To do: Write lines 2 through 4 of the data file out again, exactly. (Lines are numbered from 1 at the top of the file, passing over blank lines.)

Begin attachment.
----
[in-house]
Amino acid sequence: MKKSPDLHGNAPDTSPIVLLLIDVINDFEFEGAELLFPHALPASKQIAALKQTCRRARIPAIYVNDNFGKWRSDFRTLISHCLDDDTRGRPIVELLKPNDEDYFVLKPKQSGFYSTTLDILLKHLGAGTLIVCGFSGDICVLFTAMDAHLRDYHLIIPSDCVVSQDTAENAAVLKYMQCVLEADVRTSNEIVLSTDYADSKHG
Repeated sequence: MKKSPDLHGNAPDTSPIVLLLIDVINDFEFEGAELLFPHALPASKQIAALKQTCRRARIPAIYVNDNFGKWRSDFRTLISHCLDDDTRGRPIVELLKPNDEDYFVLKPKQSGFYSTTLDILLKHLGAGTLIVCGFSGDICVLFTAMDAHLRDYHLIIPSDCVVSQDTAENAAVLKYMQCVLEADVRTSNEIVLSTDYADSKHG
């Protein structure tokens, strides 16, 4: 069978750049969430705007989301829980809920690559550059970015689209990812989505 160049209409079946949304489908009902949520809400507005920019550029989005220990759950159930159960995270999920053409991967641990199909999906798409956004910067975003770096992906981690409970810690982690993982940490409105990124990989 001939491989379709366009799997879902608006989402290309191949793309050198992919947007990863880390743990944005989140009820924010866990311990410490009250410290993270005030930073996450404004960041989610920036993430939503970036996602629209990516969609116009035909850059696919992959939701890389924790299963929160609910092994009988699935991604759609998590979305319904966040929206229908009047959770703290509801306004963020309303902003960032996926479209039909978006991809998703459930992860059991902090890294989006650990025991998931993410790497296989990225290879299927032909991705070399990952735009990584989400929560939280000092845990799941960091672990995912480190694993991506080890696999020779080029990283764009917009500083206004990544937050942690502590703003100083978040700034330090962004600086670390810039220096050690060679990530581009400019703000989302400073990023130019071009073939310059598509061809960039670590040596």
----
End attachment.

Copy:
Amino acid sequence: MKKSPDLHGNAPDTSPIVLLLIDVINDFEFEGAELLFPHALPASKQIAALKQTCRRARIPAIYVNDNFGKWRSDFRTLISHCLDDDTRGRPIVELLKPNDEDYFVLKPKQSGFYSTTLDILLKHLGAGTLIVCGFSGDICVLFTAMDAHLRDYHLIIPSDCVVSQDTAENAAVLKYMQCVLEADVRTSNEIVLSTDYADSKHG
Repeated sequence: MKKSPDLHGNAPDTSPIVLLLIDVINDFEFEGAELLFPHALPASKQIAALKQTCRRARIPAIYVNDNFGKWRSDFRTLISHCLDDDTRGRPIVELLKPNDEDYFVLKPKQSGFYSTTLDILLKHLGAGTLIVCGFSGDICVLFTAMDAHLRDYHLIIPSDCVVSQDTAENAAVLKYMQCVLEADVRTSNEIVLSTDYADSKHG
């Protein structure tokens, strides 16, 4: 069978750049969430705007989301829980809920690559550059970015689209990812989505 160049209409079946949304489908009902949520809400507005920019550029989005220990759950159930159960995270999920053409991967641990199909999906798409956004910067975003770096992906981690409970810690982690993982940490409105990124990989 001939491989379709366009799997879902608006989402290309191949793309050198992919947007990863880390743990944005989140009820924010866990311990410490009250410290993270005030930073996450404004960041989610920036993430939503970036996602629209990516969609116009035909850059696919992959939701890389924790299963929160609910092994009988699935991604759609998590979305319904966040929206229908009047959770703290509801306004963020309303902003960032996926479209039909978006991809998703459930992860059991902090890294989006650990025991998931993410790497296989990225290879299927032909991705070399990952735009990584989400929560939280000092845990799941960091672990995912480190694993991506080890696999020779080029990283764009917009500083206004990544937050942690502590703003100083978040700034330090962004600086670390810039220096050690060679990530581009400019703000989302400073990023130019071009073939310059598509061809960039670590040596």